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Piscadera Bay, Curaçao ©Miguelpalm
Curaçao is an attractive, arid and largely flat island stretching about 40 miles (64km) in length. The southern coastline is scattered with spectacular bays, beaches and secluded coves and is more inhabited than the rugged northern shore where the weather-beaten terrain takes the brunt of the wind, and cliffs are pounded by the rough surf. The best beaches are scattered along the southwest coast where the calm, crystal clear water creates a tropical paradise for divers, snorkellers and swimmers; towards the east are the largest bays, where the main port and historic capital city, Willemstad, is situated.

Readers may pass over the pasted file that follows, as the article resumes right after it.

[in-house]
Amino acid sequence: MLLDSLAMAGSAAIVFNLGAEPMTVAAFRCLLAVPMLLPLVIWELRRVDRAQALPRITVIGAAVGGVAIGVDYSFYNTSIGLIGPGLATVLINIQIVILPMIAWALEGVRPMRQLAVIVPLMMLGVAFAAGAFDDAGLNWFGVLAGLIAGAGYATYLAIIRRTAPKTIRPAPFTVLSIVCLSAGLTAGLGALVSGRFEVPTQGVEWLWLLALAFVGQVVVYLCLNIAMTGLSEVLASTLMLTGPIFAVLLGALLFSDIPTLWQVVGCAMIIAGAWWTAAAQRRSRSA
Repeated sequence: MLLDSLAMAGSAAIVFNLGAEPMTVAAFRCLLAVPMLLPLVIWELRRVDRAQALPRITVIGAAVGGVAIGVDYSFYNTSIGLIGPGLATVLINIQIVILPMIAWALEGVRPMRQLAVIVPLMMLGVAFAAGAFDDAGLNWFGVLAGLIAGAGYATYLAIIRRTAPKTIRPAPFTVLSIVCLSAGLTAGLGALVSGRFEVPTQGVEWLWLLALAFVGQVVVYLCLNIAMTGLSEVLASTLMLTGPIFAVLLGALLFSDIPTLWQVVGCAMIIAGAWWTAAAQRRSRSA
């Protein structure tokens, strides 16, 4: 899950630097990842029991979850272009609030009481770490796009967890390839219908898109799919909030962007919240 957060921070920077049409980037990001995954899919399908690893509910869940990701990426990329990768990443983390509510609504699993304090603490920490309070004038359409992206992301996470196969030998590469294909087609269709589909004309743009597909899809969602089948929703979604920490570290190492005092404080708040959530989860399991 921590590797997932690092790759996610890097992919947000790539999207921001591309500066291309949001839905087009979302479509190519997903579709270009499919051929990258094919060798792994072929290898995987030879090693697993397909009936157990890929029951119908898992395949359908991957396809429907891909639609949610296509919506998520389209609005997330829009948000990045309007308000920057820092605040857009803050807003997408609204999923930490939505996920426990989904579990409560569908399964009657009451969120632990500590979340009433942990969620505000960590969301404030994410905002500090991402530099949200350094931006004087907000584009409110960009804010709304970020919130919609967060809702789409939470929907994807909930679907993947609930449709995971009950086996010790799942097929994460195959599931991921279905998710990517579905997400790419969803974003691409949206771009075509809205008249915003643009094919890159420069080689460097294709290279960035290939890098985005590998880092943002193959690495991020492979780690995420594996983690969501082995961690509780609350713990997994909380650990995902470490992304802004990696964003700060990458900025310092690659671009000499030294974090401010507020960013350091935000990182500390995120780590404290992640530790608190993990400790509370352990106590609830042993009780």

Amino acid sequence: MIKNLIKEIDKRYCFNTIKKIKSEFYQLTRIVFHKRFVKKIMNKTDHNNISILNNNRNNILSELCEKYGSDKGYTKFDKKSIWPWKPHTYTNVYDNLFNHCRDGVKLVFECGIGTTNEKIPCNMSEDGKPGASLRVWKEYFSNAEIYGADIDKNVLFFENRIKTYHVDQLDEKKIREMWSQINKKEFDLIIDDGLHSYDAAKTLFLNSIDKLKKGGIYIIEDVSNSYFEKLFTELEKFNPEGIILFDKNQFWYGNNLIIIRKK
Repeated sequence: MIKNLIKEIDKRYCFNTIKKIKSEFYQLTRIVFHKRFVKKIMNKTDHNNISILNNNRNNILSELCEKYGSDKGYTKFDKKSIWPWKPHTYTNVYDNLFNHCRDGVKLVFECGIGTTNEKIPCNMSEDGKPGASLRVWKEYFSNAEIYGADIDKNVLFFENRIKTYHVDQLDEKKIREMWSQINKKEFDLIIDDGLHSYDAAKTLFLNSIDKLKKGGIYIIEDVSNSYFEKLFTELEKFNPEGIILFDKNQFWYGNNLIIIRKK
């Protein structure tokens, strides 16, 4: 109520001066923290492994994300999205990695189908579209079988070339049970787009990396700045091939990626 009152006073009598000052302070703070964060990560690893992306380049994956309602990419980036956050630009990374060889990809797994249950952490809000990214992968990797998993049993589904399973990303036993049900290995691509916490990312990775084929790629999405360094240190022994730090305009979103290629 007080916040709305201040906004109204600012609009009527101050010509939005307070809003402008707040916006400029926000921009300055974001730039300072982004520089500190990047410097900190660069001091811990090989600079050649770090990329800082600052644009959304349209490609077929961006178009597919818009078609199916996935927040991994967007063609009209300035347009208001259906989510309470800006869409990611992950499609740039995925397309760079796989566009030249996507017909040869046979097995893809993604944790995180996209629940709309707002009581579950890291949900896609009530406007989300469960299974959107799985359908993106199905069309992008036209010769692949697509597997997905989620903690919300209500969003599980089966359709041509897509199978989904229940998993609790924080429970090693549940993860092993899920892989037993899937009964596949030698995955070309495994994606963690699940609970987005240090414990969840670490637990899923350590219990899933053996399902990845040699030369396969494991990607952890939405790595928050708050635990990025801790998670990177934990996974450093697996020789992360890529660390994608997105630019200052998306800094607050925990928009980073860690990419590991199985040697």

Curaçao is an ideal holiday destination for underwater lovers, as the excellent visibility, warm water, active reef conservation and variety of diving and snorkelling sites rank the island among the most popular dive locations in the Caribbean. On land there are also several interesting sites to visit, including the 'living' Hato Caves where centuries-old stalagmites and stalactites are still being formed; the protected wildlife preserve of Christoffel Park, encompassing Mount Christoffel, the highest point on the island, with fantastic views over the island from among the park's exotic flowers, bent trees and blue iguanas; and the dramatic caverns carved out of the limestone cliffs by the crashing waves within Shete Boka National Park.